While the 2013 fare hikes may be the lasting memory New York City has of future mayoral candidate Joe Lhota, one of the outgoing MTA Chairman and CEO’s last acts came on Friday morning as he unveiled a beta release of the MTA’s new Subway Time app. I wrote about the app earlier this morning, and now that it’s available publicly, we can assess the good, the bad and the ugly of it.
“This is what generations of dreamers and futurists have waited for,” Lhota said. “The ability to get subway arrival time at street level is here. The days of rushing to a subway station only to find yourself waiting motionless in a state of uncertainty are coming to an end. Now, you can know from the comfort of your home or office whether to hasten to the station, or grab a cup of coffee as part of a leisurely walk.”
That all sounds good, but how does it work? First, a foray into the details: The app is currently available online for iOS devices via the iTunes App Store. The MTA has also released a desktop version as well as a live data feed. There is no Android version, but the MTA hopes developers will take the feed and build out their own apps.
And now the good: Subway riders along the 1, 2, 3, 4, 5 and 6 lines and those using the 42nd St. shuttle can access the same info available on countdown clocks from anywhere with an Internet connection. The L train info will be added within the next 6-12 months, and the 7 will follow in a few years. We’ll now know when to get to the station and how long the wait will be ahead of time.
The technological infrastructure is robust as well. Subway Time can handle 5000 requests per second as the data is hosted on a cloud-based system managed by Acquia. Such a platform will allow the MTA to ensure its data feed can meet demand. Acquia kept the MTA’s website afloat during Superstorm Sandy.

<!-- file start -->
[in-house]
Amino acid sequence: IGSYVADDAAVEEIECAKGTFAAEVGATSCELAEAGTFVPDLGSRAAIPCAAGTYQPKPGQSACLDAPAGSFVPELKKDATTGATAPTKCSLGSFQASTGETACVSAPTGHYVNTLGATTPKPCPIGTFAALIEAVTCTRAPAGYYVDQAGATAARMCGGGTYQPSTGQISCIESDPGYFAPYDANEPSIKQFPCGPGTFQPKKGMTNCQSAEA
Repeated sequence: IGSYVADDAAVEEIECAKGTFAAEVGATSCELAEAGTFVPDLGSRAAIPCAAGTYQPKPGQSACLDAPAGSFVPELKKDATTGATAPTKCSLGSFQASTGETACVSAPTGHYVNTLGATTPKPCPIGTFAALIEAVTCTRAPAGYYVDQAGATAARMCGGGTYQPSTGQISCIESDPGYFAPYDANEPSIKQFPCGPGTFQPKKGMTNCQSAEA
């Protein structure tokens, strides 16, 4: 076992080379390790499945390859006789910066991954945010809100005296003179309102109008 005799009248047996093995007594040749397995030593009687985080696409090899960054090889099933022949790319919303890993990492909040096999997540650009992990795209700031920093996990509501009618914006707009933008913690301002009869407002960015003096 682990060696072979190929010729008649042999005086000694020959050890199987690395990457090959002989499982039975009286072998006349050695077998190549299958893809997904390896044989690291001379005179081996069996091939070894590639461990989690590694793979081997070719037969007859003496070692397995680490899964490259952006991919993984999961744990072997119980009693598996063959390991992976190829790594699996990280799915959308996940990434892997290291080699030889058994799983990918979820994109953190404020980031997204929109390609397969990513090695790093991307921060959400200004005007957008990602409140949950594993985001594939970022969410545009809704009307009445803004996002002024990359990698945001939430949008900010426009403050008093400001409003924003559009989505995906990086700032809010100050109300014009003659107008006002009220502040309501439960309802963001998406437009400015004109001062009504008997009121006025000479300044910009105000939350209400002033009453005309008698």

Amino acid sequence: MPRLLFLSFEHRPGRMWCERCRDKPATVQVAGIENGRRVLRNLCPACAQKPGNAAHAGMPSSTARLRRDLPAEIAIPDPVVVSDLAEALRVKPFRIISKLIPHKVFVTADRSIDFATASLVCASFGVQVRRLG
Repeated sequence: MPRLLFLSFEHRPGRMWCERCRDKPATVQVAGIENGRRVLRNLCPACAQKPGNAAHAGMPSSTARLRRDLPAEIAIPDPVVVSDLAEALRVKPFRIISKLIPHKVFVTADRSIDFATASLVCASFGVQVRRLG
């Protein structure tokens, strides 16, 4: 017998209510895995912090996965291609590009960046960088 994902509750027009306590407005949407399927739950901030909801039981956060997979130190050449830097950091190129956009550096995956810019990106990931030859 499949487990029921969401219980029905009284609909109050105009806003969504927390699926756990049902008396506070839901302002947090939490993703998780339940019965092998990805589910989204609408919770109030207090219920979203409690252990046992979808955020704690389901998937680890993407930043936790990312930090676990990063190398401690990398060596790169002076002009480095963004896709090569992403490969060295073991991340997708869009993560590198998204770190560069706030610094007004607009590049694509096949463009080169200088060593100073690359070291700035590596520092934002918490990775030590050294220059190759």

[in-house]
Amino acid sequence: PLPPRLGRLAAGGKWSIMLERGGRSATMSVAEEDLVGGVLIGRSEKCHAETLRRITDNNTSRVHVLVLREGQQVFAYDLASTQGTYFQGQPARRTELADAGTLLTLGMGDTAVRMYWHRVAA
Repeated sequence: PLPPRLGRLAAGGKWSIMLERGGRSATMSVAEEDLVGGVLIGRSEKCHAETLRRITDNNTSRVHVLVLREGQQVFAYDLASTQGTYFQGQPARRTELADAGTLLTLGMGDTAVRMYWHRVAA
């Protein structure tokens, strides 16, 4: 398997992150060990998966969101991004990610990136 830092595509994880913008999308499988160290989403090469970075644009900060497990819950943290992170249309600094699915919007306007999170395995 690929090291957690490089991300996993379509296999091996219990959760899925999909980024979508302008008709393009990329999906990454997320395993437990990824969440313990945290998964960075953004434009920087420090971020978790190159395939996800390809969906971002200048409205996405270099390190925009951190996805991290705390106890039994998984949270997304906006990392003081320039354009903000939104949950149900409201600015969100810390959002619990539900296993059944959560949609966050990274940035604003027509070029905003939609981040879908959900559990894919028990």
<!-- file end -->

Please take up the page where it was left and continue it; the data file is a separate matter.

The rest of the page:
The bad though is fairly obvious. With only seven subway lines represented in this app, that still leaves 15 without real-time tracking data, and that data isn’t coming any time soon. To install Automatic Train Supervision along the A Division took the MTA over 10 years, a few false starts, and $228 million. Doing the same for the B Division shouldn’t take as long but will be quite costly.
The MTA says it has “long-term plans in place to upgrade these lines to ATS signaling,” and Joe Lhota, according to Capital New York, said it may be as little as three years before the rest of the system is on Subway Time. But it’s a matter of money, and right now the dollars just aren’t there. GPS-based data for outdoor sections may be available in the future, but for the foreseeable future, we’re left with only the A Division.
As an added bonus, the app offers a glimpse into headways though. For instance, a few minutes ago, I could see that trains along the Eastern Parkway IRT local were bunching badly. There were long gaps with no trains, and then a 2 and 3 would follow each other in quick succession. It’s good for transparency but bad for operational efficiencies.
Finally, we arrive at the ugly. Design has never been the MTA’s forte, and this app is no different. The interface isn’t optimized for the longer iPhone 5. Thus, not all train arrival information fits onto the screen without requiring an unnecessary scroll. Additionally, the app doesn’t enjoy iOS’ native momentum scrolling. It feels a bit awkwardly-constructed.
So that’s my quick take. What’s yours?